"It's unfortunate that other judges want to treat political corruption like a traffic violation."

Bob Watada
State campaign spending commissioner

State high court
criticizes judge
for rejecting plea

The state Supreme Court reversed the conviction of prominent local attorney Edward Chun, saying that Circuit Judge Steven Alm abused his discretion.

In an opinion issued yesterday, the high court also said that Chun's indictment for funneling illegal political donations to former Mayor Jeremy Harris' campaign was defective.

"Judge Alm abused his discretion by 'categorically refusing' to accept Chun's 'no contest' plea," the high court said.

"Discretionary action must be exercised on a case-by-case basis, not by any inflexible blanket policy of denial."

The reversal came in an unpublished opinion by the Supreme Court, which means that it has no bearing on the past and pending criminal cases involving campaign spending violations.

In yesterday's ruling the high court ordered that the case be remanded back to the Circuit Court, where it should be dismissed.

Deputy Prosecutor Randal Lee said the Supreme Court's decision was unfortunate, but he said he expects to refile charges against Chun once the case is sent back to the Circuit Court.

Dale Lee, Chun's attorney, declined comment.

Alm, a former federal prosecutor, has taken a tough stance on no-contest pleas, saying they allow defendants to skirt responsibility for crimes.

State Campaign Spending Commissioner Bob Watada credited Alm for recognizing the seriousness of campaign spending law violations.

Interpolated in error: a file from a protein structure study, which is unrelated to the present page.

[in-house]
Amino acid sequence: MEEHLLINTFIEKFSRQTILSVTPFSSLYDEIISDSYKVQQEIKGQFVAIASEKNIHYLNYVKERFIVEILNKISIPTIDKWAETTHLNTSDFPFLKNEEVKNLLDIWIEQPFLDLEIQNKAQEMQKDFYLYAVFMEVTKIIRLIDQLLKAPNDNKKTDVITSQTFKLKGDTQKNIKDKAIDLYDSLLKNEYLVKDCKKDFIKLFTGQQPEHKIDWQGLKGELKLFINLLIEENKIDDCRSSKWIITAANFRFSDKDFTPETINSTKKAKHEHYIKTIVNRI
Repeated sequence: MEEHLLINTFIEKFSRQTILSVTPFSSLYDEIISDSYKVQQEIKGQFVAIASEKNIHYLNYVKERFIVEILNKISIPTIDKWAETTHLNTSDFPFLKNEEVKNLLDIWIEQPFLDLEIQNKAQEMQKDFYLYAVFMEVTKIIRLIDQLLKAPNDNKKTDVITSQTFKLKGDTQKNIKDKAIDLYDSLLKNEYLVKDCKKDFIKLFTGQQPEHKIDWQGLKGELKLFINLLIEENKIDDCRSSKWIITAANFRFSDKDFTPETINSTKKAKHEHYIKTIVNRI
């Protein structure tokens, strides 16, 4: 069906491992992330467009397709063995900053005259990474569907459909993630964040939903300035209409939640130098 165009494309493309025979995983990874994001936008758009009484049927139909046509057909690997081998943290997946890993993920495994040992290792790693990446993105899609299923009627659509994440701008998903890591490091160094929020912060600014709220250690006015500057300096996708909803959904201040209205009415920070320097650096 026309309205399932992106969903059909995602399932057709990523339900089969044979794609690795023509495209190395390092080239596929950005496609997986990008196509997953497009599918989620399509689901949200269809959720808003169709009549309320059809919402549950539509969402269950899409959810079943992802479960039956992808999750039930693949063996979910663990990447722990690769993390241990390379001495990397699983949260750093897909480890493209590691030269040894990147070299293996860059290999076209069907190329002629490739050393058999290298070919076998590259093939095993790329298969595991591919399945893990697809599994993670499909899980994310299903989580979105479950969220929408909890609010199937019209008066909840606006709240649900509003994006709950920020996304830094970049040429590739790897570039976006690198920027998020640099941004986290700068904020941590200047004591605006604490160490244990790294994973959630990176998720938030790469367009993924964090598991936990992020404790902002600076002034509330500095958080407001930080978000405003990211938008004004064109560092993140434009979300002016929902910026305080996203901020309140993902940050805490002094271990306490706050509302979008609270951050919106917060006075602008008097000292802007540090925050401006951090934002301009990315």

"It's unfortunate that other judges want to treat political corruption like a traffic violation," Watada said.

Chun, 73, is one of the founders of the Chun Kerr Dodd Beaman & Wong law firm and is a former director of the state bar association.

He was indicted by an Oahu grand jury in May 2003 on a misdemeanor charge of advising two employees of Food Pantry Ltd. to each contribute $1,000 over the legal limit to the Harris campaign.

In December 2003, Alm sentenced Chun to 10 days in jail and ordered him to pay a $200 fine after he pleaded guilty to the charge. The sentence was stayed pending the outcome of Chun's appeal.

In yesterday's opinion the Supreme Court said that Chun's indictment by an Oahu grand jury was flawed because prosecutors failed to specify that Chun violated the state's campaign spending laws "knowingly, intentionally or recklessly."

The Supreme Court's opinion was signed by Chief Justice Ronald Moon and Associate Justices Paula Nakayama, James Duffy, Simeon Acoba and substitute Associate Justice Shackley Raffetto.

Associate Justice Steven Levinson recused himself for unspecified reasons.

E-mail to City Desk


© Honolulu Star-Bulletin -- https://archives.starbulletin.com